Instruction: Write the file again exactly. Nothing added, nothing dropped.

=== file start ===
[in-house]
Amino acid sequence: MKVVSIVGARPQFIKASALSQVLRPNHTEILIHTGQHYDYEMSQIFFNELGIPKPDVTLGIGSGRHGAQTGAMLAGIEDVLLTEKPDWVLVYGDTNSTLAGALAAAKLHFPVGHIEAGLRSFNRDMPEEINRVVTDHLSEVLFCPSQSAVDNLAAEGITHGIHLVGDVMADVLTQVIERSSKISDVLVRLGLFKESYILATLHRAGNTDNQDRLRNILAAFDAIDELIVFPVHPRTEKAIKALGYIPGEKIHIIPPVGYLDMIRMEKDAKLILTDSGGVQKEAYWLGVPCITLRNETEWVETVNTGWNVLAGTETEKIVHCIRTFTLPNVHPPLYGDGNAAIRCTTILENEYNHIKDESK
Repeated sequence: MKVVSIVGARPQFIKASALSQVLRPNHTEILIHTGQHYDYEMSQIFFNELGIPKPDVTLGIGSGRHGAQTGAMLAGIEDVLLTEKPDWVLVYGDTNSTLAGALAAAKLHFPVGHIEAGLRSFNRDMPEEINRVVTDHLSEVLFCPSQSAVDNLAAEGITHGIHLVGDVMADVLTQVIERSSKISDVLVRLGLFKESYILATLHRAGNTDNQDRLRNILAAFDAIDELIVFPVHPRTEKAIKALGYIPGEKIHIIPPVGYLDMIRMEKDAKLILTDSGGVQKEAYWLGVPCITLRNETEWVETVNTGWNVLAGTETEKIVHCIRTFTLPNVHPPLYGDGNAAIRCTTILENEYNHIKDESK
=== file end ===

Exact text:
[in-house]
Amino acid sequence: MKVVSIVGARPQFIKASALSQVLRPNHTEILIHTGQHYDYEMSQIFFNELGIPKPDVTLGIGSGRHGAQTGAMLAGIEDVLLTEKPDWVLVYGDTNSTLAGALAAAKLHFPVGHIEAGLRSFNRDMPEEINRVVTDHLSEVLFCPSQSAVDNLAAEGITHGIHLVGDVMADVLTQVIERSSKISDVLVRLGLFKESYILATLHRAGNTDNQDRLRNILAAFDAIDELIVFPVHPRTEKAIKALGYIPGEKIHIIPPVGYLDMIRMEKDAKLILTDSGGVQKEAYWLGVPCITLRNETEWVETVNTGWNVLAGTETEKIVHCIRTFTLPNVHPPLYGDGNAAIRCTTILENEYNHIKDESK
Repeated sequence: MKVVSIVGARPQFIKASALSQVLRPNHTEILIHTGQHYDYEMSQIFFNELGIPKPDVTLGIGSGRHGAQTGAMLAGIEDVLLTEKPDWVLVYGDTNSTLAGALAAAKLHFPVGHIEAGLRSFNRDMPEEINRVVTDHLSEVLFCPSQSAVDNLAAEGITHGIHLVGDVMADVLTQVIERSSKISDVLVRLGLFKESYILATLHRAGNTDNQDRLRNILAAFDAIDELIVFPVHPRTEKAIKALGYIPGEKIHIIPPVGYLDMIRMEKDAKLILTDSGGVQKEAYWLGVPCITLRNETEWVETVNTGWNVLAGTETEKIVHCIRTFTLPNVHPPLYGDGNAAIRCTTILENEYNHIKDESK